By Manuel Veth –
David de Gea’s failed transfer from Manchester United to Real Madrid was one of the focal points of this summer’s transfer deadline. In the end David De Gea’s £29 million move from Manchester United to Real Madrid collapsed because the necessary paperwork was not submitted to the Spanish football authorities in time before the transfer window closed in Spain at midnight on August 31.
Accusations of how, why, and when the deal collapsed have since been thrown back, and forth between Real Madrid and Manchester United. It now, however, appears that De Gea’s transfer was not the only Real Madrid deal that collapsed in the final hour on August 31.
Denis Cheryshev and Valencia CF a Perfect Fit?
A deal between Real’s Russian left-winger Denis Cheryshev and Valencia CF was all but completed, but went bust at the last minute. Denis’ father Dimitri Cheryshev has told the Valencia based radio station Gestiona Radio Valencia “The only thing left for Denis was to sign the contract at Valencia. I don’t know why the transfer failed to materialize.”
The 24-year-old Denis Cheryshev, who according to transfermarkt.de has a current transfer value of €10 million (and exit clause of €200 million), has been part of Real Madrid since 2002, and holds both a Russian and a Spanish passport. Cheryshev, however, has so far failed to break into Real’s first team, and was loaned out to FC Sevilla and Villarreal in the last two seasons.
Cheryshev had a breakout year last season with Villarreal, where he scored 4 goals, and recorded 9 assists in 26 La Liga matches, and in adition had an outstanding average Whoscored.com score of 7.36.
Cheryshev – More Spanish than Russian
Denis grew up playing football in Spain as his father Dmitri, also a professional football player, moved to Spain in 1996, when he was transferred from Dinamo Moscow to Sporting Gijón. Denis was born in the Soviet Union in 1990, but has played all of his football in Spain, and has even stated in an interview with Marca in 2011 that he feels more Spanish than Russian. Cheryshev, has since, however, chosen the country of his birth over Spain, and since 2012 has played seven matches for the Sbornaya (as Russia’s national team is often called).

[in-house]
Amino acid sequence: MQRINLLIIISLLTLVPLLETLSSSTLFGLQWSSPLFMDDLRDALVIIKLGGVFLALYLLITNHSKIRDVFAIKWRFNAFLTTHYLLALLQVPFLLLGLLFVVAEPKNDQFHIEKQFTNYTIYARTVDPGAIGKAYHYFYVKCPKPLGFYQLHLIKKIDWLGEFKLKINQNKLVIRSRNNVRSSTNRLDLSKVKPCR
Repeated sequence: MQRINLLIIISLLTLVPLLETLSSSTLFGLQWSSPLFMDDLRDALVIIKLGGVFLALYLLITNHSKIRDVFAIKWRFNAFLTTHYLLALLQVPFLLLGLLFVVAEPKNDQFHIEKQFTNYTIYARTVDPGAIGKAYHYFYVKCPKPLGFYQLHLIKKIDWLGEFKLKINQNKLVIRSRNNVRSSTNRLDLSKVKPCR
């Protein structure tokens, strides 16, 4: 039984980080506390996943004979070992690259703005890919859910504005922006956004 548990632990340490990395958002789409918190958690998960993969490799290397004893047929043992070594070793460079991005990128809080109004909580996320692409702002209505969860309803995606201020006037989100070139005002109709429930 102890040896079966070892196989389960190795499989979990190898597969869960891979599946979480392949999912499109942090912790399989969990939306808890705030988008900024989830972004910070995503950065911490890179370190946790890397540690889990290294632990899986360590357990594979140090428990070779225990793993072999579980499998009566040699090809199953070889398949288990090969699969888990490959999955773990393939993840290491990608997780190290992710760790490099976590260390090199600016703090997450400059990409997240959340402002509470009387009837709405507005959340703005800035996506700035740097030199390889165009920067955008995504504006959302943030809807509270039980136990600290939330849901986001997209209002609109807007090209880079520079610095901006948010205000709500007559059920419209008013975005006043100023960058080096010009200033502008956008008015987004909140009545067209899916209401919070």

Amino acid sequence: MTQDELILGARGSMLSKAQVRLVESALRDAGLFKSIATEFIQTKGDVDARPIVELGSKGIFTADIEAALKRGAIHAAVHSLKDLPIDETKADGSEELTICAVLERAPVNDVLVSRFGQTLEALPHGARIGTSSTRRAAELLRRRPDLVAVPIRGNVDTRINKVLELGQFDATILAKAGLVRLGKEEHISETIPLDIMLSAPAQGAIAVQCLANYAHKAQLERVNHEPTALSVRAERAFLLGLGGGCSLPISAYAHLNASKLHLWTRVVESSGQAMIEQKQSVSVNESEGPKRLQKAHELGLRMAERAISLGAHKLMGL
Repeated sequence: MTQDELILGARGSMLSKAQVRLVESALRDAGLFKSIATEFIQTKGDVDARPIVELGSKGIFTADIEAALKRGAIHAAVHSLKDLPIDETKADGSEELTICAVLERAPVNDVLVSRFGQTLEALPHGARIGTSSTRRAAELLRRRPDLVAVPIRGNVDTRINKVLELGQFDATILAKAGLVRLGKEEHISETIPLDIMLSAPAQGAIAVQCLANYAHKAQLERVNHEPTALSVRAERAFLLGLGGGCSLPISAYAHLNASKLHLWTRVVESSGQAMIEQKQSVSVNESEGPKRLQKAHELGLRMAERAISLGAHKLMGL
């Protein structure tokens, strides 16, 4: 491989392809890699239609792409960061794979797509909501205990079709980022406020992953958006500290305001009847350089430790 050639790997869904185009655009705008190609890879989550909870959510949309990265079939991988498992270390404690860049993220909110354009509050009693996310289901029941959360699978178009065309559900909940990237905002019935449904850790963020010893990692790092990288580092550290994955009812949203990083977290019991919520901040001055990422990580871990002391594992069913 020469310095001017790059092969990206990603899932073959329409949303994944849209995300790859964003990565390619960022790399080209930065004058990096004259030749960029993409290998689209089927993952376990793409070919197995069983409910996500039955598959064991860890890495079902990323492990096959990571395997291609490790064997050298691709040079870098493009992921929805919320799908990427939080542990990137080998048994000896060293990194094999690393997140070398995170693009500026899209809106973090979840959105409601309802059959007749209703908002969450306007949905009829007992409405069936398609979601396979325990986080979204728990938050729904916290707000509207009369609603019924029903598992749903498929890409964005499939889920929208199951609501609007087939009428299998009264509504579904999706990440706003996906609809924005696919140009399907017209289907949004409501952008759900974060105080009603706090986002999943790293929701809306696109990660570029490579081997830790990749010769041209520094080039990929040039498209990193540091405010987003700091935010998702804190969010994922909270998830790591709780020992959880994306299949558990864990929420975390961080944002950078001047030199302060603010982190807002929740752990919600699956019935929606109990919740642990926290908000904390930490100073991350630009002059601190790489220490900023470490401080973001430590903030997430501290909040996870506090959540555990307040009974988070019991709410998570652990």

His national team career has stalled in recent months, however, in that Cheryshev, was not nominated by Russia’s new national team coach Leonid Slutsky for the all-important games against Sweden, and Lichtenstein. The most likely reason for this was Cheryshev’s lack of playing time since returning from Villarreal to Real Madrid.
It also appears unlikely that the Cheryshev situation will improve any time soon—after all his competition is Cristiano Ronaldo, Gareth Bale, and James Rodríguez, which makes Real well equipped on both wings, and leaves little space for Cheryshev to make his next step as a footballer. Denis’ father Dmitri has already pointed out that a transfer to Valencia is still in the cards: “We have to wait until the winter. But I can imagine that Denis will be a good fit at Valencia.”
Whoscored.com states that Cheryshev is very strong in aerial duels, through balls, key passes, defensive contribution, as well as being a strong dribbler, and at the same time points out that he has no significant weaknesses. He is described as a player who often cuts inside in order to look for scoring opportunities, and who is dangerous in off standard situations.
While Cheryshev at times still commits stupid tackles on the pitch, it wouldn’t be wrong to describe him as one of Russia’s brightest talents, and it is somewhat telling for the state of Russian football that such a talent was not produced in Russia but in Spain, a country with a strong record of producing talented players in recent years. When interviewed by championat.com on why Cheryshev was left out of the latest squad, Slutsky responded that he feels Cheryshev needs to play more regularly. “It is very difficult to form an impression about a player, judging only by the way he trains [at the club], as I can’t imagine how he would play [in a competitive match]. I told Dennis that before he gets called to the national team he needs at least some match practice. I understand that this is Real. I understand everything clearly.”
Slutsky: “Cheryshev needs match fitness”
Some specialists in Russia have questioned Slutsky for leaving Cheryshev out against Sweden, and Lichtenstein. Former Russian national team goalkeeper Ruslan Nigmatullin for example has told championat.ru that he would have liked to see Cheryshev included in the games against Sweden, and Lichtenstein. “Honestly, I would have liked to see Cheryshev, as it is not common for the Russian national team to have a player who plays for a European giant. He starred in La Liga last season, but he was not yet able to establish himself [at Real] for various reasons.” Russia’s victories against both Sweden and Lichtenstein for now confirm the wisdom of Slutsky’s policy of only playing match fit players. For Cheryshev it is clear that he has to either break into Real’s first squad, or leave the club in the winter transfer window, in order to secure his national team career.
Manuel Veth is a PhD candidate at the University of London King’s College, London. Originally from Munich, his thesis is entitled: “Selling the People’s Game: Football’s transition from Communism to Capitalism in the Soviet Union and its Successor States”. Follow Manuel on Twitter @homosovieticus.